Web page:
- Get a Little Weird
- Make This Last Forever
- Make a Movie
- Life In The Middle
- Perfect Ones
- For You
- I’m On Fire
When I first heard back in the summer of 2012 that Number One Gun would not only be releasing a new album but bringing back all four original members, I was more than a little excited. I gladly chipped in on the Kickstarter and waited to re-live the glory days of Celebrate Mistakes and Promises For the Imperfect. The band’s most recent releases, composed solely by front-man Jeff Schneeweis, weren’t bad, but they seemed to be lacking something compared to the albums recorded by the full band, in my opinion.
Fast forward a year and a half, and we have This Is All We Know. From the energetic opening riff, I could tell Number One Gun had delivered on the hype. “Get a Little Weird” kicks the album off with an upbeat rocker featuring dueling guitars and powerful drums. By the time the chorus hit, I realized one of the elements that I had been missing in the past couple of releases: a focus on guitars. Not every track is as rock-centric as the first, but it’s an element that surfaces several times over the following ten tracks, and a welcome one in my book.
“Make This Last Forever” tones down the edge a little but, but brings back another classic element: dueling vocals. During the pre-chorus and chorus, Jeff and Ben (I believe) trade lines about doing whatever it takes to go the distance with a commitment they’ve made. A more mature look at relationships seems to be a theme that carries through several tracks on the album, and it goes well with the more mature sound, as well.
“It” and “Heartbeats” turn the album in a more pop-accessible direction. Both feature acoustic guitars, and the latter incorporates some of the electronic elements Schneeweis had introduced on his solo efforts. By the end, “Heartbeats” becomes a huge love ballad with soaring vocals before the final line trails off with echoes. For me, it was one of the more powerful moments on the album.
“Make a Movie” picks up the pace again with a head-bobbing hi-hat part that doesn’t let up for the duration of the track, while the rest of the instrumentation and vocals dynamically rise and fall. It transitions well into “Life In the Middle,” a solid pop-rock track featuring an intricate piano backing. Interestingly, that song also makes reference to life being like a movie, carrying forward the idea from the previous track.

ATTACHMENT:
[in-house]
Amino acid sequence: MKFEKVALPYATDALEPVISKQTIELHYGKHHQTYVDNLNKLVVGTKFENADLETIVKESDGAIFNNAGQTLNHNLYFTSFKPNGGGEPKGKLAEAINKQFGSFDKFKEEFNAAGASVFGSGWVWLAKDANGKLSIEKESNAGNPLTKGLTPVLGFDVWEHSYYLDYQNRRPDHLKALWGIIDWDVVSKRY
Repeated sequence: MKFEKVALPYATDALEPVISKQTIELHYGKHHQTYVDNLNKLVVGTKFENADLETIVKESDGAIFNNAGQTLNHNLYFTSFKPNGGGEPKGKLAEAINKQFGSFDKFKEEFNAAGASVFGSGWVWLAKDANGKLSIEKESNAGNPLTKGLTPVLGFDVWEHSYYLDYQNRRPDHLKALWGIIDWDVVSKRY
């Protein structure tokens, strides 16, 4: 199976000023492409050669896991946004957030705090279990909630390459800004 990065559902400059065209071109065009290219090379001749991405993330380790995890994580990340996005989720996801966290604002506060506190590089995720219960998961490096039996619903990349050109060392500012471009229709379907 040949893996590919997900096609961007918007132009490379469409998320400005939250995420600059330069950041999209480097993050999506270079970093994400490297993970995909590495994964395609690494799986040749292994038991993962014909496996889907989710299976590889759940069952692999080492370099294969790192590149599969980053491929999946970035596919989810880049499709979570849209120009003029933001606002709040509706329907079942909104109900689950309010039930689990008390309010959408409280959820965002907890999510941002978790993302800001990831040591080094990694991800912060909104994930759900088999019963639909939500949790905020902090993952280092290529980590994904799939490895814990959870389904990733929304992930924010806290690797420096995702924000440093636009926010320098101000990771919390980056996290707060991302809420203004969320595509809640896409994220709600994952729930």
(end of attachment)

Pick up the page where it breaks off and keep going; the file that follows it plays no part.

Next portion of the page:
Next up, “Disappear” brings back the full-on rock sound. I would say it’s the closest thing to their earlier full-band sound offered on this record. Moreover, the track features Stephen Christian of Anberlin, so what’s not to love? The driving anthem fades out with a ringing guitar that hearkens to one of the songs on Celebrate Mistakes, though I can’t remember which one. “Perfect Ones” continues the upbeat energy on the next track. Odd timings and rhythms make it a stand-out track for me, as the record is mostly straight-forward in the rhythm department.
From this point, the album takes a turn away from the rock sound. “For You” is an upbeat but very pop-accessible track featuring female guest vocals, encouraging the listener to not let life pass by. The last two tracks, “Dark” and “I’m On Fire” are closest in style to the band’s more recent work. They feature heavy use of synth and electronic elements, and a bit of a more down-tempo feel to close out the album. They weren’t the strongest tracks in my opinion, but I’ve already tipped my hand that I prefer Number One Gun’s rock sound.
As could be expected, the production and performance on the album is nearly flawless. (Jeff now runs a studio and produces albums.) The overall energy and creativity are excellent, particularly when remembering that the band hasn’t recorded together in several years. There were only a couple of moments where the lyrics really connected with me on a deep level, however, which is what kept the album from getting a perfect score in my book. Really, there are only a couple of songs that didn’t impress me in some way, and that has more to do with my expectations than the songs themselves. The band has proven that they are incredible musicians capable of creating a great album after a few years off.
Overall: Number One Gun more than delivers in the return to their original lineup. Complex and intricate instrumentation back Jeff Schneeweis’s signature vocals over eleven tracks that range from all-out rock anthems to electronic-laced ballads. Any fan of the band’s catalog will find something to love on this solid album.
RIYL: Anberlin, Waking Ashland, Search the City, Acceptance